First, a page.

In celebration of the 50th anniversary of the Beatles’ landmark Abbey Road album, and as a way to placate my fixated anxiousness for the release of its super deluxe edition and picture disc, I’ve decided to dust off my box set of the Beatles’ The US Albums. I’m rediscovering and revisiting each individual album in chronological sequence as I await to revel within the newly remixed Abbey Road in all its glory on the golden anniversary of the historic release date. In the meantime…
I wasn’t born when the Beatles first arrived in America, but that didn’t stop me from liberating their albums from my eldest sister, and memorizing every word, harmony, and riff until I could hear them in my sleep, and repeatedly dream of the Capitol Records’ label with its dome logo and colorband ring spinning in my head. However, I’ll shamefacedly admit that during my early adulthood, I thought I’d outgrown the mop topped Fab Four, and briefly pushed them aside as I sought to forge my own musical identity. But an eager audiophile soon set me back onto the right track. With the Beatles’ 13-disc box set The US Albums, I'm able to habitually seize the opportunity to turn back time and experience a taste of Beatlemania for myself. Yeah, yeah, yeah!
Released to commemorate the 50th anniversary of the Beatles’ arrival in America and first appearance on The Ed Sullivan Show in February 1964, this box set includes all of the original artwork from the Capitol Records’ releases, and a 64-page illustrated booklet with an in-depth essay written by American television executive and author Bill Flanagan. Warning: this box set is NOT for Beatles purists, but instead intended solely for fans who want to recreate their youthful American listening experience of the Beatles in digital form.
If like me, you lived in the US during your formative years, these are the track sequences and album covers you know (and worship) for better or worse, which differ greatly from the versions first released on CD in 1987, and again with the release of the Beatles’ remastered catalog in 2009. While many can (and undoubtedly will) endlessly argue the US versions’ etch value, the point here isn’t to determine which versions are superior, but instead to transport you back into the youthful euphoria of hearing the Beatles’ albums for the first time in America. Whether revered or despised likely depends upon your own introduction into the Beatles’ musical canon, but these Americanized versions, with their synthesis of Capitol’s stereo and mono versions and George Martin’s remastering, are historic nonetheless. The set includes the best of both worlds; Capitol’s unique variations of several mixes interspersed with the 2009 remastered tracks, ensuring the ultimate retro Beatles experience.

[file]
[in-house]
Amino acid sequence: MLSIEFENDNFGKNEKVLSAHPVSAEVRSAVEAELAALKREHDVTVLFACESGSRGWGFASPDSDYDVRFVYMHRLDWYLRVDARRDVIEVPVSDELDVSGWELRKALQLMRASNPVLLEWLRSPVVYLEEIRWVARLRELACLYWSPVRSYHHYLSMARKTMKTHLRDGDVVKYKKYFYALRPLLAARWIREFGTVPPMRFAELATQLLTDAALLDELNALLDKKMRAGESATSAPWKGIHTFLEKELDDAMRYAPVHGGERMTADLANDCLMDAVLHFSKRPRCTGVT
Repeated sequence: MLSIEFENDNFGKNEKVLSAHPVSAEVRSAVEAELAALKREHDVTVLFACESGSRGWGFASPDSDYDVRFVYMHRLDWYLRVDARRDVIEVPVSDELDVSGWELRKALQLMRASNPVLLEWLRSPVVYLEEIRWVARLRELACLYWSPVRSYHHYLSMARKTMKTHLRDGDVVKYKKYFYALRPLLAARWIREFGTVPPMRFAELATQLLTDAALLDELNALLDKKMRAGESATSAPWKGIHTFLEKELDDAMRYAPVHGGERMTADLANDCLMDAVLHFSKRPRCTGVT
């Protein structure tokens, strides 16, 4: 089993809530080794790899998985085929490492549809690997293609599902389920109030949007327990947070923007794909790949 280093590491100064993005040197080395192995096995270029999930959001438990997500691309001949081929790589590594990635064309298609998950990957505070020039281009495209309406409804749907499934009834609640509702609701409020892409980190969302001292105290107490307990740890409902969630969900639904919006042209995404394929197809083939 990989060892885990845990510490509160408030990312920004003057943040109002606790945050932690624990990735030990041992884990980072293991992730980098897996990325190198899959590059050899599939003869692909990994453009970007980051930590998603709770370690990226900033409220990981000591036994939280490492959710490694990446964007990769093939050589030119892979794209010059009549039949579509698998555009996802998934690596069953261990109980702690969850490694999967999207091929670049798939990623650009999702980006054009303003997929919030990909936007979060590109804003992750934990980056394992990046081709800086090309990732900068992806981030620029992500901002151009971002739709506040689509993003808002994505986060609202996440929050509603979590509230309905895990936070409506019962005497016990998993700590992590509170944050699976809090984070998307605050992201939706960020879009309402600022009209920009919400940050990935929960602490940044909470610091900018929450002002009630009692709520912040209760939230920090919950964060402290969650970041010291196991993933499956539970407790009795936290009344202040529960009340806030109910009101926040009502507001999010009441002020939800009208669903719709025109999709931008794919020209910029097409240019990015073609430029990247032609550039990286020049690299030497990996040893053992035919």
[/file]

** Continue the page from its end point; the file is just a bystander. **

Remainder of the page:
This set’s 2014 release marked the first time many of these albums had been made available in the UK (which surely was quite a revelation to young Beatles’ fans across the pond), as well as the first time The Beatles’ Story (available exclusively in this box set), "Hey Jude," "Yesterday and Today," "A Hard Day’s Night" (Original Motion Picture Soundtrack), and the US version of Revolver were issued on compact disc. The original artwork of these releases was painstakingly reproduced, complete with a sticker replica of the alternate Yesterday and Today cover, initially issued after the “butcher” cover was recalled in 1966.
The US albums (notorious for their equalized echo chamber sound, or duophonic simulated stereo, and arbitrarily sequenced track lists), reportedly annoyed the band members, which is believed to be the inspiration behind the infamous “Butcher’s Block” cover (featuring the band holding disjointed baby dolls and raw meat while sporting white lab coats) for the US-only release Yesterday and Today. However, these are not the versions included here, but instead merely duplicated track sequencing sourced from an amalgamation of the original 1960s masters and the 2009 remasters. This box set, alongside the deluxe remixed editions of Sgt. Pepper's Lonely Hearts Club Band, The Beatles, and the anniversary remix edition of Abbey Road, are requisite additions to any Beatles completist’s collection.
“Oh yeah, alright/Are you gonna be in my dreams tonight.”